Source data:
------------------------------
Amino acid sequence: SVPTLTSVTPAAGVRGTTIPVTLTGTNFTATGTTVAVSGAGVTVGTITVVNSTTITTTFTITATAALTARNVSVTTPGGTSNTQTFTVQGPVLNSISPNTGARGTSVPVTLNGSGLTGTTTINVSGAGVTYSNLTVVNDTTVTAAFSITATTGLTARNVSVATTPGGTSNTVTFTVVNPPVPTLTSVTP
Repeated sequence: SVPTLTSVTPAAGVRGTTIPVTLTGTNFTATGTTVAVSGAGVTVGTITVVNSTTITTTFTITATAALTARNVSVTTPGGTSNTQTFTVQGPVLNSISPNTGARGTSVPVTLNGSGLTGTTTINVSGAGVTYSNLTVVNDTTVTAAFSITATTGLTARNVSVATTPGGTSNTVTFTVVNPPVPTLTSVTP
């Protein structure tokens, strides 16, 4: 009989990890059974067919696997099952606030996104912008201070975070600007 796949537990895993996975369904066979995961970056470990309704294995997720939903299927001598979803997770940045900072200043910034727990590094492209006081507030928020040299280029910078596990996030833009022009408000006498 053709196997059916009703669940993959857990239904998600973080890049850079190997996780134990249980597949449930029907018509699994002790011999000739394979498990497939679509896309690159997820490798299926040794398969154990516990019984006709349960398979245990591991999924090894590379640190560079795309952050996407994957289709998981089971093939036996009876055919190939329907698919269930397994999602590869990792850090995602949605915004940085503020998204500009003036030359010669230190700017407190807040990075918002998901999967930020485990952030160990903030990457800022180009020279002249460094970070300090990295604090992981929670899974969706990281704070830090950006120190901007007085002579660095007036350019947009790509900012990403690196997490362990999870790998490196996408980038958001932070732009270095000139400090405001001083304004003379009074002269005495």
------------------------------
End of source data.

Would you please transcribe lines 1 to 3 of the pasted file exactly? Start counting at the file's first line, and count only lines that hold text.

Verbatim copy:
Amino acid sequence: SVPTLTSVTPAAGVRGTTIPVTLTGTNFTATGTTVAVSGAGVTVGTITVVNSTTITTTFTITATAALTARNVSVTTPGGTSNTQTFTVQGPVLNSISPNTGARGTSVPVTLNGSGLTGTTTINVSGAGVTYSNLTVVNDTTVTAAFSITATTGLTARNVSVATTPGGTSNTVTFTVVNPPVPTLTSVTP
Repeated sequence: SVPTLTSVTPAAGVRGTTIPVTLTGTNFTATGTTVAVSGAGVTVGTITVVNSTTITTTFTITATAALTARNVSVTTPGGTSNTQTFTVQGPVLNSISPNTGARGTSVPVTLNGSGLTGTTTINVSGAGVTYSNLTVVNDTTVTAAFSITATTGLTARNVSVATTPGGTSNTVTFTVVNPPVPTLTSVTP
């Protein structure tokens, strides 16, 4: 009989990890059974067919696997099952606030996104912008201070975070600007 796949537990895993996975369904066979995961970056470990309704294995997720939903299927001598979803997770940045900072200043910034727990590094492209006081507030928020040299280029910078596990996030833009022009408000006498 053709196997059916009703669940993959857990239904998600973080890049850079190997996780134990249980597949449930029907018509699994002790011999000739394979498990497939679509896309690159997820490798299926040794398969154990516990019984006709349960398979245990591991999924090894590379640190560079795309952050996407994957289709998981089971093939036996009876055919190939329907698919269930397994999602590869990792850090995602949605915004940085503020998204500009003036030359010669230190700017407190807040990075918002998901999967930020485990952030160990903030990457800022180009020279002249460094970070300090990295604090992981929670899974969706990281704070830090950006120190901007007085002579660095007036350019947009790509900012990403690196997490362990999870790998490196996408980038958001932070732009270095000139400090405001001083304004003379009074002269005495």